Lieutenant Powell pursed his lips in thought.  “Not much on the Pike.  A convenience store up a ways, and the high school, but I’m not sure what either will have.”

“We’ll take anything they have that looks towards the street.  Say midnight to whenever your people get there.”

“Are we looking for anything in particular?” Turner asked.

 “Nothing specific, but it will save us asking later when the video has been recorded over or deleted.”  Anthony looked at his watch.  It was just after 9:30am. “Alright,” he said.  “I’m going to get my people in line and head to Baltimore.  Lieutenant Powell, if you can arrange travel for Mr. Ballard’s body back to Baltimore.  You can contact the Chief Medical Examiner’s Office there.”

Powell nodded.

“Agent Russell here can assist you if there are any issues.  He’ll remain here with Detective Turner and help her with anything she needs.”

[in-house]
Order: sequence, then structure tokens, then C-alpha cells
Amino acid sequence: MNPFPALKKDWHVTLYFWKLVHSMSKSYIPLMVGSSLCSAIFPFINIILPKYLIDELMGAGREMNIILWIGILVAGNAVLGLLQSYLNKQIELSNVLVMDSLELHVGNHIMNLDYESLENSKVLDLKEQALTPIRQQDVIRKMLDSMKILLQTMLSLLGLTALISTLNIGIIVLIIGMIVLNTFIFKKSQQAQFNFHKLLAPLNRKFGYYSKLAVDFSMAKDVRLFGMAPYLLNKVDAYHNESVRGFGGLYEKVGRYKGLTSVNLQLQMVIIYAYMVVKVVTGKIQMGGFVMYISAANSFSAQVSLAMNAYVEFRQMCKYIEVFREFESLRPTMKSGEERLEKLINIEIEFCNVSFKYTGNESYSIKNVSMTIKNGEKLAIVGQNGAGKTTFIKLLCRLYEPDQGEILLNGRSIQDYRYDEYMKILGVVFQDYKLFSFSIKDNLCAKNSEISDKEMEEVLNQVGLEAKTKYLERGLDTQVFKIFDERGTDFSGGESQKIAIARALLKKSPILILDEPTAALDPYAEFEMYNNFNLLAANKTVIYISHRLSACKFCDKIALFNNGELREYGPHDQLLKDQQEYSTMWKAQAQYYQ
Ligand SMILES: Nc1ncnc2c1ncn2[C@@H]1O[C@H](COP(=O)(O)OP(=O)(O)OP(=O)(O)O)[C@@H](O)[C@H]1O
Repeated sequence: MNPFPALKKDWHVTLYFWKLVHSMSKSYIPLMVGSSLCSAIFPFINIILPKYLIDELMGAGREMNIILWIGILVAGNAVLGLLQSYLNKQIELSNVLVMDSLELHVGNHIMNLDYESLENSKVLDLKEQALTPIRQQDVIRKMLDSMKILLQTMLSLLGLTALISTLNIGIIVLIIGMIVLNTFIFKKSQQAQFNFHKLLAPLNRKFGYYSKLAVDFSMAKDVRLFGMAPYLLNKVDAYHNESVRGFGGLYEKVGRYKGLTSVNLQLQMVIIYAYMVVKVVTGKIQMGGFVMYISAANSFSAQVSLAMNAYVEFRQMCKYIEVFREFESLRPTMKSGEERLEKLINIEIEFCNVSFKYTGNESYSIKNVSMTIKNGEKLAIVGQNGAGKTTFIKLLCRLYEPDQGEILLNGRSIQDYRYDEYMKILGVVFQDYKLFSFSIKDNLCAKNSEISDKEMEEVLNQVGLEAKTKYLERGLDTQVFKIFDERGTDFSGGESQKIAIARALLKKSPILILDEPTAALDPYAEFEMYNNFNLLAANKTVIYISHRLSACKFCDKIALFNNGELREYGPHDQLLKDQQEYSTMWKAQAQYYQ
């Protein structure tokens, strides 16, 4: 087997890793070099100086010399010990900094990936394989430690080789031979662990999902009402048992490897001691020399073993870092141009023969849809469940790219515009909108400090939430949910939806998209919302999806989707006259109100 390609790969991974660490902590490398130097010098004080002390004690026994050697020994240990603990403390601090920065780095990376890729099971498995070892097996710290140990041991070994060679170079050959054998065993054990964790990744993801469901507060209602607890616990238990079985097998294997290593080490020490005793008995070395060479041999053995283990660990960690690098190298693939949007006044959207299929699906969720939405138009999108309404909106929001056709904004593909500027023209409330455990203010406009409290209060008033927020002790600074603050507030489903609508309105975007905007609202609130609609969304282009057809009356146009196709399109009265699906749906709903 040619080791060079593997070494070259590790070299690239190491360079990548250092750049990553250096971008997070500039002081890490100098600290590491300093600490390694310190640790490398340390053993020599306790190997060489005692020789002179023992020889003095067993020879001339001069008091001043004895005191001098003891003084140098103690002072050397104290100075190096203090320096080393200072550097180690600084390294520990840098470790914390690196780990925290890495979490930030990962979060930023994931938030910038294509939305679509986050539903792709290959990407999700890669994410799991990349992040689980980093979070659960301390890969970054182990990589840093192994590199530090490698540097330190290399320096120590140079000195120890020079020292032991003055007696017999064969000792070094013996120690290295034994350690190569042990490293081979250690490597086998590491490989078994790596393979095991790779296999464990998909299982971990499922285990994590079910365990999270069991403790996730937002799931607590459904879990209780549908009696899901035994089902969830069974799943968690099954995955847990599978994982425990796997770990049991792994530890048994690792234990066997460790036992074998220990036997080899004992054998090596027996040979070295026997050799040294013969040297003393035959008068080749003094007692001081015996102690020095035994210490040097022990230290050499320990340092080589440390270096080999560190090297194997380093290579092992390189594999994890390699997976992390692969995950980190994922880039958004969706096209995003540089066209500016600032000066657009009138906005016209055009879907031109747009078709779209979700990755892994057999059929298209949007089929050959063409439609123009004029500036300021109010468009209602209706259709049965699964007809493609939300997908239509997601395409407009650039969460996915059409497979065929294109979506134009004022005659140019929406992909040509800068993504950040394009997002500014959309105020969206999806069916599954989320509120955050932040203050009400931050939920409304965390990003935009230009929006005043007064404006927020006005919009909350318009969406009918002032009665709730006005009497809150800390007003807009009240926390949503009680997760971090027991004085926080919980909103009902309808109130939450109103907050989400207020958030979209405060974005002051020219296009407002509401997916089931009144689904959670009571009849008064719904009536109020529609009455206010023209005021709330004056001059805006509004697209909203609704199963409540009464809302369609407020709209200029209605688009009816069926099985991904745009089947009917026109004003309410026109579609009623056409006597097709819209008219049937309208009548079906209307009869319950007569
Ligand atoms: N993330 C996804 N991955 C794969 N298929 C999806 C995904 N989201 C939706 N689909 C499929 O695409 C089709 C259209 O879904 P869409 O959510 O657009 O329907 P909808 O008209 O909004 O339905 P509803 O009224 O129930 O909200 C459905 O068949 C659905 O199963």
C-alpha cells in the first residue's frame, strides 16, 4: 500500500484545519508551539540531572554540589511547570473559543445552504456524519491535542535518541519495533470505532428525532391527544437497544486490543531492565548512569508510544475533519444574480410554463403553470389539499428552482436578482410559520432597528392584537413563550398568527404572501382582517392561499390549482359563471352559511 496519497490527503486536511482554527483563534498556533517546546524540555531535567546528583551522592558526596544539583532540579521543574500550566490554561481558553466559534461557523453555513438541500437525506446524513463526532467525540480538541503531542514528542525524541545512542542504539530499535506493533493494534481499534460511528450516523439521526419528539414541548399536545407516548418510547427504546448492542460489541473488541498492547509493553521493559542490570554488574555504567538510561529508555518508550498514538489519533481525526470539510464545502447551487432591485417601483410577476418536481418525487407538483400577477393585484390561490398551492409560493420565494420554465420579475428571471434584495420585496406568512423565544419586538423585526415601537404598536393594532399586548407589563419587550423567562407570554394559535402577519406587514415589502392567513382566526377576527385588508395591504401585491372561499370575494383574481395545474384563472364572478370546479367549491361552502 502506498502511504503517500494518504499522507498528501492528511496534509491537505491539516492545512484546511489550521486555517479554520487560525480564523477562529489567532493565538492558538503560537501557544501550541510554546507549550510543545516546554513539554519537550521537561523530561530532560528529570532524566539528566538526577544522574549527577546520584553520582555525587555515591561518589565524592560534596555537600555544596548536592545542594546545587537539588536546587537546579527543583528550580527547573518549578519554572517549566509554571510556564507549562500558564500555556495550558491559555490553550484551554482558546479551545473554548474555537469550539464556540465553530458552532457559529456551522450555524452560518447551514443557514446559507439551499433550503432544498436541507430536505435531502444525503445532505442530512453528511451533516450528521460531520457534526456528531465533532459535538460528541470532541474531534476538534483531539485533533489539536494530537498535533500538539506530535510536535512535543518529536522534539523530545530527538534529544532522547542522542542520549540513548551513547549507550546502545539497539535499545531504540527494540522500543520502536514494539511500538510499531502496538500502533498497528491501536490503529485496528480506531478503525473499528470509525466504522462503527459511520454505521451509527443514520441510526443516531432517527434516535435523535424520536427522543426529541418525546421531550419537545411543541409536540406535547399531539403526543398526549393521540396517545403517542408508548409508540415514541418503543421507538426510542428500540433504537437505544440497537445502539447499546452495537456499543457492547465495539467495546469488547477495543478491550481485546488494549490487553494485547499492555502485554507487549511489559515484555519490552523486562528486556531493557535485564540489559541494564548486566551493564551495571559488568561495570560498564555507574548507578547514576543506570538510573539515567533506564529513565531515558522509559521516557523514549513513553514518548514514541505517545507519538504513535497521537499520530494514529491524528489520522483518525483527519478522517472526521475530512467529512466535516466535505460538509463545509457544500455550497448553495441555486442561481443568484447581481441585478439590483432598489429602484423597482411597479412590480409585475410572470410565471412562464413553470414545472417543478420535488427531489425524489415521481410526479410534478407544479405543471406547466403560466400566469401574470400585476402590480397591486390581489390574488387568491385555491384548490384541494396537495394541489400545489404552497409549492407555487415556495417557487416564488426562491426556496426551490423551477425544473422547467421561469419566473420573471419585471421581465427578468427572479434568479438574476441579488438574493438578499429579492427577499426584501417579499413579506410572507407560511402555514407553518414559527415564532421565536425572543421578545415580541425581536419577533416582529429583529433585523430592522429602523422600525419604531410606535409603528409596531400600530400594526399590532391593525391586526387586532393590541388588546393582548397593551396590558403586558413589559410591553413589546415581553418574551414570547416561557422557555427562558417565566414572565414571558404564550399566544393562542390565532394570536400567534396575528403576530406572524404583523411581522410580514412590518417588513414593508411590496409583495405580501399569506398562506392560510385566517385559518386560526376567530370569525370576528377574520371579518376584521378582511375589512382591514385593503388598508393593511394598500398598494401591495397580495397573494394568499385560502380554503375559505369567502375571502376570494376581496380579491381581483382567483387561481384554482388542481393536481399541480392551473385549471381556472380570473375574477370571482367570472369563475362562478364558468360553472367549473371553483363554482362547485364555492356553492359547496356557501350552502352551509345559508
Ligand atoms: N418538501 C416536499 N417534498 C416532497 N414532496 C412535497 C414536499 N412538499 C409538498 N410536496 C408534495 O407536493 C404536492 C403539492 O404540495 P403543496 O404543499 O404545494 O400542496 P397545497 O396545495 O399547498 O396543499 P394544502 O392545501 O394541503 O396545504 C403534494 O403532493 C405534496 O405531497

“We can handle some canvasing and transportation of a body,” Powell said with a hint of defensiveness.

“I have no doubt,” Anthony said with a smile.  “He’ll be here to make sure that if there is anything you need, it’s made available.  He can ride down with Turner later since she’ll be joining us in Baltimore tonight.”

“Excellent,” Powell said as he nodded, satisfied that there had been no insult to his department.

“I’m going have one of my guys contact the Virginia Department of Transportation for access to their traffic camera network.  If you can have your people here pound the pavement and see if anyone local noticed anything odd last night.”

“Can do,” Powell said.

“I’m going to plan to have a staff meeting tonight at the hotel in Baltimore,” Anthony said.  “I don’t know where we’re staying yet – the Bureau will have a preferred site.  Russell, I’ll let you know, and you can inform Detective Turner.”